Consumo di carne e cambiamenti climatici

Esperienze

L’Economist è una delle mie fonti di informazione preferite. Ha un approccio globale ai problemi e guarda ai numeri, prima di dare giudizi. Nell’ultimo numero si parla del consumo di carne a livello globale e delle conseguenze, positive e negative, per gli anni a venire.

I numeri innanzitutto sono impressionati. Qualche dato preso qua e là:

Between 1961 and 2013 the average Chinese person went from eating 4kg of meat a year to 62kg. Half of the world’s pork is eaten in the country.

In the decade to 2017 global meat consumption rose by an average of 1.9% a year and fresh dairy consumption by 2.1%—both about twice as fast as population growth. Almost four-fifths of all agricultural land is dedicated to feeding livestock, if you count not just pasture but also cropland used to grow animal feed. Humans have bred so many animals for food that Earth’s mammalian biomass is thought to have quadrupled since the stone age

The Food and Agriculture Organisation (FAO), an agency of the UN, estimates that the global number of ruminant livestock (that is, cattle, buffalo, sheep and goats) will rise from 4.1bn to 5.8bn between 2015 and 2050 under a business-as-usual scenario. The population of chickens is expected to grow even faster. The chicken is already by far the most common bird in the world, with about 23bn alive at the moment

Between 1982 and 2007 a 1% increase in the female employment rate was associated with a 0.6% drop in demand for beef and a similar rise in demand for chicken. Perhaps working women think beef is more trouble to cook

Milk production shot up from 20m tonnes in 1970 to 174m tonnes in 2018, making India the world’s biggest milk producer. The OECD expects India will produce 244m tonnes of milk in 2027.

The UN thinks that the population of sub-Saharan Africa will reach 2bn in the mid-2040s, up from 1.1bn today. That would lead to a huge increase in meat- and dairy-eating even if people’s diets stayed the same. But they will not. The population of Kenya has grown by 58% since 2000, while the output of beef has more than doubled.

Official statistics suggest that the number of chickens in Senegal has increased from 24m to 60m since 2000. As people move from villages to cities, they have less time to make traditional stews—which might involve fish, mutton or beef as well as vegetables and spices, and are delicious. Instead they eat in cafés, or buy food that they can cook quickly. By the roads into Dakar posters advertise “le poulet prêt à cuire”, wrapped in plastic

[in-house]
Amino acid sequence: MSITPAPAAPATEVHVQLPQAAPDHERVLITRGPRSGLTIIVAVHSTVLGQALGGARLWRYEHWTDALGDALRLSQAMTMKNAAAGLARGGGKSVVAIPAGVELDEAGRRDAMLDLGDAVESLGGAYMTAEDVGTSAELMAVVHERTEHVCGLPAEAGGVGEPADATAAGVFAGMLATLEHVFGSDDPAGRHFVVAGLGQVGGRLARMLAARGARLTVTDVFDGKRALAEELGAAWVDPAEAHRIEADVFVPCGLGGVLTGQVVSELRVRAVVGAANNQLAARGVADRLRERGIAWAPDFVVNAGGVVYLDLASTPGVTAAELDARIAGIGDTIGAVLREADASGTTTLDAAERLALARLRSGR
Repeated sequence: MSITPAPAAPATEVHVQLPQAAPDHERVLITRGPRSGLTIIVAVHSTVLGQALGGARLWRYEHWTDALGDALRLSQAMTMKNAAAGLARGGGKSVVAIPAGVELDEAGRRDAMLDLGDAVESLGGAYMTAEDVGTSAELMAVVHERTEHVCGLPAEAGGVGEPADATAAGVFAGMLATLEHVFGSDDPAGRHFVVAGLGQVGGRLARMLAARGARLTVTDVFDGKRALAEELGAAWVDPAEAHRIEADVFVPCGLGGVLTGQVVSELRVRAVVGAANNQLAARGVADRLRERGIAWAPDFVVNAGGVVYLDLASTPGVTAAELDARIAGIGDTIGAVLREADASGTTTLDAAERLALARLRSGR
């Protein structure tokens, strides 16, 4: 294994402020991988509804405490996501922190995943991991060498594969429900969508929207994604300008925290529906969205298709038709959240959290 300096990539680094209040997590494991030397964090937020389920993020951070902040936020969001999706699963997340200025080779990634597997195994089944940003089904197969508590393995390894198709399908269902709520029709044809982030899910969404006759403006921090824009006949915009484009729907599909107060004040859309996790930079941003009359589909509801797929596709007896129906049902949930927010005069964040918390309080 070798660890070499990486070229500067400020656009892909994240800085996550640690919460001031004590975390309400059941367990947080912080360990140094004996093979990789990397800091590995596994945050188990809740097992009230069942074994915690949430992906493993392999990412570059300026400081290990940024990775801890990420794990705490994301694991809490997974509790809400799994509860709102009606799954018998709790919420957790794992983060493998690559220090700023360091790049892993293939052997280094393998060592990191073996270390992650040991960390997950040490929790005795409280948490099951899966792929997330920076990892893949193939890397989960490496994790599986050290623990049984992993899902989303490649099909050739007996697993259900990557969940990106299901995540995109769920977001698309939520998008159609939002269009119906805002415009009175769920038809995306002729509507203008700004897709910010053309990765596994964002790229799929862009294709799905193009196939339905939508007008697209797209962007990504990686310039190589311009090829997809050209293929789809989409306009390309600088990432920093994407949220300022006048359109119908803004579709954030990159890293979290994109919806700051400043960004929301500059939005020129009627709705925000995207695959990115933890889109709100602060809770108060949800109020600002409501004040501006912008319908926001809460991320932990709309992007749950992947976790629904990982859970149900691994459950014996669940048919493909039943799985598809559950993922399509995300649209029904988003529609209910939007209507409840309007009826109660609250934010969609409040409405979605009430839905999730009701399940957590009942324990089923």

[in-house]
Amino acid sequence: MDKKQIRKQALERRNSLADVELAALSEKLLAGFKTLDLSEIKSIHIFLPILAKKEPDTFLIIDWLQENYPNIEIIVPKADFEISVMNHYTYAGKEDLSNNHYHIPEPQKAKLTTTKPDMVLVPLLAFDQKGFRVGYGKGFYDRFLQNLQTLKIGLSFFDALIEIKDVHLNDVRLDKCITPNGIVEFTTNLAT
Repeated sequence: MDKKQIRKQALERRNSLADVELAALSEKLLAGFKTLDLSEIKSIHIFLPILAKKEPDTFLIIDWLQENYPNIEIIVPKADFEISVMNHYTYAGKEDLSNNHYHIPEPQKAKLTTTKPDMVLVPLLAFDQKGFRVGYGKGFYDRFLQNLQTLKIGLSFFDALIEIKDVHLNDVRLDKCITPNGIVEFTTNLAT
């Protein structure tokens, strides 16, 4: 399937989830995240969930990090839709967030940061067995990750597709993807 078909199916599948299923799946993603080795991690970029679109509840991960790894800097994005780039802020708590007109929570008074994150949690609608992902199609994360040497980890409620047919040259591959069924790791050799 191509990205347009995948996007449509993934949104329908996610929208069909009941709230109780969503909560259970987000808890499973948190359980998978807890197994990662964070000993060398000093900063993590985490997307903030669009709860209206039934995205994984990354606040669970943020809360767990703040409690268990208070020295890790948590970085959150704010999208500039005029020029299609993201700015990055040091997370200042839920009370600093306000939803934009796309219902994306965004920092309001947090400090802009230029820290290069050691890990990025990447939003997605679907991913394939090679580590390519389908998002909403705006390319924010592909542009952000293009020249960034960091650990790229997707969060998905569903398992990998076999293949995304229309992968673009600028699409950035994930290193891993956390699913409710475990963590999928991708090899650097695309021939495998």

Africa has 23% of the world’s cattle but produces 10% of the world’s beef and just 5% of its milk.

The FAO predicts that in 2050 almost two out of every five ruminant livestock animals in the world will be African. The number of chickens in Africa is projected to quadruple, to 7bn.

Morale della favola? Dal punto di vista ambientale, questa tendenza va nella direzione opposto del ridurre le emissione di gas serra. Ergo: siamo spacciati. L’articolo evidenzia più i benefici in termini di sviluppo di chi oggi ha un consumo di calorie limitato (Africa e India), lasciando la questione ambientale ai margini, ma con un passaggio chiaro:

On a planetary scale, the rise of meat- and dairy-eating is a giant environmental problem

Nello stesso numero dell’Economist un altro articolo racconta della sfida del Regno Unito di arrivare a emettere zero gas serra entro il 2050 e cosa significa questo, in termini di singoli industrie e comportamenti:

The Intergovernmental Panel on Climate Change, a UN body, has found that to have a higher than 50% chance of avoiding more than 1.5°C of global warming, worldwide emissions of CO2 alone must come down to zero by mid-century, and all emissions must cease by 2070.

Norway and Sweden already have net-zero targets, for 2030 and 2045 respectively, but both allow for offsets. This is convenient nationally, but incompatible with global decarbonisation.

The public would need to eat 20% less beef, lamb and dairy products.

Detto in parole povere, non ce la faremo mai a invertire la tendenza. Non è questione di essere pessimisti od ottimisti, ma di vedere i comportamenti attuali e tirare una riga nel futuro. Senza un coinvolgimento globale, che non c’è, e senza un trasferimento di tecnologia, che non sta avvenendo, il processo di cambiamento del clima, in corso, sarà inarrestabile. Non c’è la volontà della massa dell’opinione pubblica dei paesi sviluppati e non c’è la volontà da parte dei governi di tutti i paesi che si stanno sviluppando, dalla Cina, all’India, all’Africa. Punto. C’è solo da prepararsi al peggio.

Detto questo, continuo a essere vegetariano, per questione di salute e di sostenibilità (oltre che di crudeltà verso gli animali), continuo a consumare meno e continuo a riciclare e riutilizzare ciò che posso. E provo a fare di più e meglio.

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